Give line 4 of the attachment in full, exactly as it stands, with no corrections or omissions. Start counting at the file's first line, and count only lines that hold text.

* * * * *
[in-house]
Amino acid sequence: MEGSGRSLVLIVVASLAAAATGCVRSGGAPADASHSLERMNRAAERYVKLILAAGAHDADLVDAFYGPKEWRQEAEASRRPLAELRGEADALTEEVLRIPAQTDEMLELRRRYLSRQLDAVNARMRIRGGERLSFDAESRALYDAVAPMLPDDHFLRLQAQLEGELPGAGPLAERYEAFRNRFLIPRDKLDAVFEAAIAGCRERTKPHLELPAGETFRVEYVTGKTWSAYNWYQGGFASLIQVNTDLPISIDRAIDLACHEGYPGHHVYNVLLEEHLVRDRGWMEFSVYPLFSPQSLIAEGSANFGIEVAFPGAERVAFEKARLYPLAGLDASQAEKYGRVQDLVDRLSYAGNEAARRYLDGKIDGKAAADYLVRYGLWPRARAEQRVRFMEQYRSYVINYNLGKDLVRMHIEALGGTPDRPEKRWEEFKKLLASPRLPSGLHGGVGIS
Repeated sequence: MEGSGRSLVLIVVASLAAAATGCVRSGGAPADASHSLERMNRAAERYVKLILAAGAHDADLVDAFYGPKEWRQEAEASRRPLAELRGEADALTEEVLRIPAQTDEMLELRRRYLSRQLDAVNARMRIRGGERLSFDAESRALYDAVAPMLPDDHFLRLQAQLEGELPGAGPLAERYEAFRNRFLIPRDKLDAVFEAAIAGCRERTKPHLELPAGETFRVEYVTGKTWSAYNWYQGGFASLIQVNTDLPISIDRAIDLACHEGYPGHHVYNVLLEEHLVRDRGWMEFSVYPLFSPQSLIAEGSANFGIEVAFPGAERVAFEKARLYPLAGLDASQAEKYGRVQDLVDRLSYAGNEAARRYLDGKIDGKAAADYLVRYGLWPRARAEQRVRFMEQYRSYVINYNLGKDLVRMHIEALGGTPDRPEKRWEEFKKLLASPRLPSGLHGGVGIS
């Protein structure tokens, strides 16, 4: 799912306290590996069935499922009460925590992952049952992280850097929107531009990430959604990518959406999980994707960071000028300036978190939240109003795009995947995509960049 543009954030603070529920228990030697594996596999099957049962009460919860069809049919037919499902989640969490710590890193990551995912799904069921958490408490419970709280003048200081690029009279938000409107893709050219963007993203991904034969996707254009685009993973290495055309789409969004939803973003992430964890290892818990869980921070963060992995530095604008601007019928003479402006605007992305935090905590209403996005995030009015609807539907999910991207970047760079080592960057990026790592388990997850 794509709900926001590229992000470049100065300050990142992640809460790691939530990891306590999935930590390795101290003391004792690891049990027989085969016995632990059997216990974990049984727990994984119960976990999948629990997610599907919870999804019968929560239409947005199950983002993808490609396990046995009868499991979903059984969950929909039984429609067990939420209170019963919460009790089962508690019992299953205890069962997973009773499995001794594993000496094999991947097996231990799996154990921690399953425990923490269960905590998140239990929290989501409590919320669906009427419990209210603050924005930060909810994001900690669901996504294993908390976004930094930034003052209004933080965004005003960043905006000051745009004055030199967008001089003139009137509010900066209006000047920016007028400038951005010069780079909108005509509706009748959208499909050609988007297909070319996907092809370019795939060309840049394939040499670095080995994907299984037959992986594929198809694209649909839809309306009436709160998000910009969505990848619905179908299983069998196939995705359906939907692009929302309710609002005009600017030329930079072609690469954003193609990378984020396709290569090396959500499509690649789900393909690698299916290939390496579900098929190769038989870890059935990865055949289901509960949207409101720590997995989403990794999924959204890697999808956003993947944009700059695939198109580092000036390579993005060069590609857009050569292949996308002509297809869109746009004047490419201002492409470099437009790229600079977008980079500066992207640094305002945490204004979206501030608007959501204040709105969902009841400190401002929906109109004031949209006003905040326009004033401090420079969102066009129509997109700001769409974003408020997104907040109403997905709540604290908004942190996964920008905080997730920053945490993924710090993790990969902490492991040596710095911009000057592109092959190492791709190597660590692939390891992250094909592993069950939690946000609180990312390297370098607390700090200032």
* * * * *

């Protein structure tokens, strides 16, 4: 799912306290590996069935499922009460925590992952049952992280850097929107531009990430959604990518959406999980994707960071000028300036978190939240109003795009995947995509960049 543009954030603070529920228990030697594996596999099957049962009460919860069809049919037919499902989640969490710590890193990551995912799904069921958490408490419970709280003048200081690029009279938000409107893709050219963007993203991904034969996707254009685009993973290495055309789409969004939803973003992430964890290892818990869980921070963060992995530095604008601007019928003479402006605007992305935090905590209403996005995030009015609807539907999910991207970047760079080592960057990026790592388990997850 794509709900926001590229992000470049100065300050990142992640809460790691939530990891306590999935930590390795101290003391004792690891049990027989085969016995632990059997216990974990049984727990994984119960976990999948629990997610599907919870999804019968929560239409947005199950983002993808490609396990046995009868499991979903059984969950929909039984429609067990939420209170019963919460009790089962508690019992299953205890069962997973009773499995001794594993000496094999991947097996231990799996154990921690399953425990923490269960905590998140239990929290989501409590919320669906009427419990209210603050924005930060909810994001900690669901996504294993908390976004930094930034003052209004933080965004005003960043905006000051745009004055030199967008001089003139009137509010900066209006000047920016007028400038951005010069780079909108005509509706009748959208499909050609988007297909070319996907092809370019795939060309840049394939040499670095080995994907299984037959992986594929198809694209649909839809309306009436709160998000910009969505990848619905179908299983069998196939995705359906939907692009929302309710609002005009600017030329930079072609690469954003193609990378984020396709290569090396959500499509690649789900393909690698299916290939390496579900098929190769038989870890059935990865055949289901509960949207409101720590997995989403990794999924959204890697999808956003993947944009700059695939198109580092000036390579993005060069590609857009050569292949996308002509297809869109746009004047490419201002492409470099437009790229600079977008980079500066992207640094305002945490204004979206501030608007959501204040709105969902009841400190401002929906109109004031949209006003905040326009004033401090420079969102066009129509997109700001769409974003408020997104907040109403997905709540604290908004942190996964920008905080997730920053945490993924710090993790990969902490492991040596710095911009000057592109092959190492791709190597660590692939390891992250094909592993069950939690946000609180990312390297370098607390700090200032």